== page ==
November 11, 2017 Oliver Briny 2 comments

About Women

Through this past year, hardship has been one of the themes that’s been on my mind. I’ve been through some myself, but it’s something that I’ve examined as an idea rather. Sure there have been seasons, where it seemed like everything was just right. There have been seasons where I was in control of all the important aspects of my life. However, every now and then I would come across quotes, such as “doing something important involves difficulty”. The previous thought can make you worried, if your life currently feels just right - am I doing anything worthwhile?
With that said, I’ve started to think about hardship and my outlook on it. Is it something to fear, or something to embrace, and from whom can I learn about it? As it turns out, some of the biggest champions when it comes to fighting through obstacles… are women.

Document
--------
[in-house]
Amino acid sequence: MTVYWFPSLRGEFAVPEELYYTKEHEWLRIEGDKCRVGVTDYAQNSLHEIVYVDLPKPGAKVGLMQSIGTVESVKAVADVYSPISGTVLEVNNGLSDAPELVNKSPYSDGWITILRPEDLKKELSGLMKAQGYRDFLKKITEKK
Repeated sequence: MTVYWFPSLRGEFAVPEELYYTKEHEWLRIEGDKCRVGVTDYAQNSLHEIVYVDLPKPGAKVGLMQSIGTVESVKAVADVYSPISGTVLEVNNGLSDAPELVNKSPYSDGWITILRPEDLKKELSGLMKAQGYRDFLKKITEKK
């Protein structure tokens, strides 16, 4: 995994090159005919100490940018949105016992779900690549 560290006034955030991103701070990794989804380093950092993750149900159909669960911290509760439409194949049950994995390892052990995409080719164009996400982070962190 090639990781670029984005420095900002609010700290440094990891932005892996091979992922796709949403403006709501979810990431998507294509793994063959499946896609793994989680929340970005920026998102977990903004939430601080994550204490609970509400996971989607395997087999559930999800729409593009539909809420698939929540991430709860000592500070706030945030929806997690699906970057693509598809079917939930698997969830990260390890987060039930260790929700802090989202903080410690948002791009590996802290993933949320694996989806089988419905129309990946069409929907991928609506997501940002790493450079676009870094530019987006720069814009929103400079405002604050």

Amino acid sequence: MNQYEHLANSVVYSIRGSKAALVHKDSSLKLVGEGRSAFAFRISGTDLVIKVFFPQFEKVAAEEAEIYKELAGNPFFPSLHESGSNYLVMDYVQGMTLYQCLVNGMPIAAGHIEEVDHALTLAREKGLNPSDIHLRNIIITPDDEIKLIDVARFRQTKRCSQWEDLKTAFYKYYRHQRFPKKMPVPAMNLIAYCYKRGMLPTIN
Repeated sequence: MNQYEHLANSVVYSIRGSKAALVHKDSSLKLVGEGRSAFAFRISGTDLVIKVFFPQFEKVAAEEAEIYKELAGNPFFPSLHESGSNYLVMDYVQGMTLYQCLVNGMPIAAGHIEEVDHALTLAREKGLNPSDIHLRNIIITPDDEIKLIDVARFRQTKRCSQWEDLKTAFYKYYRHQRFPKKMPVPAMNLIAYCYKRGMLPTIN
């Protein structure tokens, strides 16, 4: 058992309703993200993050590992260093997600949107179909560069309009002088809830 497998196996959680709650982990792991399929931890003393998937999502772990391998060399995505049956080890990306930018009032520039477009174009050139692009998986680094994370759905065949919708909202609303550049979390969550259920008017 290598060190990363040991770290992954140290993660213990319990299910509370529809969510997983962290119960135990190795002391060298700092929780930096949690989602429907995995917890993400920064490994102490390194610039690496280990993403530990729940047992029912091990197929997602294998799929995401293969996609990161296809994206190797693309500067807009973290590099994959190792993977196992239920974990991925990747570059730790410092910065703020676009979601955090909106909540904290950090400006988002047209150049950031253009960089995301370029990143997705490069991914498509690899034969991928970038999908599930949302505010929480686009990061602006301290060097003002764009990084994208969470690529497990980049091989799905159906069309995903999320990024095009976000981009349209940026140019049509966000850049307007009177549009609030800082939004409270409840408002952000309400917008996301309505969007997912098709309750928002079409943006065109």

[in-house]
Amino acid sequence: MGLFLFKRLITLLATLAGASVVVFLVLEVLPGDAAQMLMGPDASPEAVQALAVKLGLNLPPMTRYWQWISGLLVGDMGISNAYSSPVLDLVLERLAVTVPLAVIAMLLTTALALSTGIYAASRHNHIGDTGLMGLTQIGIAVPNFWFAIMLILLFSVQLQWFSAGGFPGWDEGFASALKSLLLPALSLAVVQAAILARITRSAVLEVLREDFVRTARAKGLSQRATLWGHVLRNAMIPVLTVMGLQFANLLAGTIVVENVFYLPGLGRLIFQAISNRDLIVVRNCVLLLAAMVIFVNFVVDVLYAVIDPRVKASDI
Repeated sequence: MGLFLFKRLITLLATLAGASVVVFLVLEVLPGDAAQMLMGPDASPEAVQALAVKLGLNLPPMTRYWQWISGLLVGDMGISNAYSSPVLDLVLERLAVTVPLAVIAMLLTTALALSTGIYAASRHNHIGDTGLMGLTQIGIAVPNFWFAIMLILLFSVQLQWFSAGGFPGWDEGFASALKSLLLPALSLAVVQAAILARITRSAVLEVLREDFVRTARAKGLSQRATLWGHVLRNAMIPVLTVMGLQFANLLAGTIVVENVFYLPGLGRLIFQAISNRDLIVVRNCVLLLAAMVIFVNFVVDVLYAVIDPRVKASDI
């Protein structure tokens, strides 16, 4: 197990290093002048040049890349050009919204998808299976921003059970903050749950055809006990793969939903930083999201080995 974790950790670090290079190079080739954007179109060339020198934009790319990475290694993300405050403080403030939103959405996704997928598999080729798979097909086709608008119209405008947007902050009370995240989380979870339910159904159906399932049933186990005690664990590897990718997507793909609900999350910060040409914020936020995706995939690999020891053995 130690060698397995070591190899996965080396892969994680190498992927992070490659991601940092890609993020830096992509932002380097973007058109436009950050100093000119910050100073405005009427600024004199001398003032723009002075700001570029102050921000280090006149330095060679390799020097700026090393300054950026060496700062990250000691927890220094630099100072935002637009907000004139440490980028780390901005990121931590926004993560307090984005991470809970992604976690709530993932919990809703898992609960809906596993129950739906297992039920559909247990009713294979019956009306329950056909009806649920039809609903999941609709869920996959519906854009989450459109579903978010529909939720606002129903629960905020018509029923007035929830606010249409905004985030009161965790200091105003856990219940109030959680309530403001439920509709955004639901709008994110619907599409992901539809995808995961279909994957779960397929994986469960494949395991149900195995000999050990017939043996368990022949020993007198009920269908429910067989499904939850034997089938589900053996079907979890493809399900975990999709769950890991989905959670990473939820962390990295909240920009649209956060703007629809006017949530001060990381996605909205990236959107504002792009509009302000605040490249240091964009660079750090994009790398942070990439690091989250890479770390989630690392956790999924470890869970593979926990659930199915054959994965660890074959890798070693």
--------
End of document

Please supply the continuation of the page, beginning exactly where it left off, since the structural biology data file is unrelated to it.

So what credibility does a 24-year old guy have to speak about women? I might not be an expert, but I was raised by them. I was raised by an immensely strong mother and two caring older sisters. I was also born and raised in Finland, one of the most gender-equal countries in the world. To me there’s no question that women’s rights and well-being are critical factors in the success of any society. 
When living abroad, one of the biggest avenues of growth is to think about who you really are. There are many environmental influencers that have affected your upbringing. So as my eyes opened and world-view broadened beyond the small borders of my own culture, I wanted to look at the history of the country i grew up in. One of the biggest discoveries was that women are giants in their mental prowess.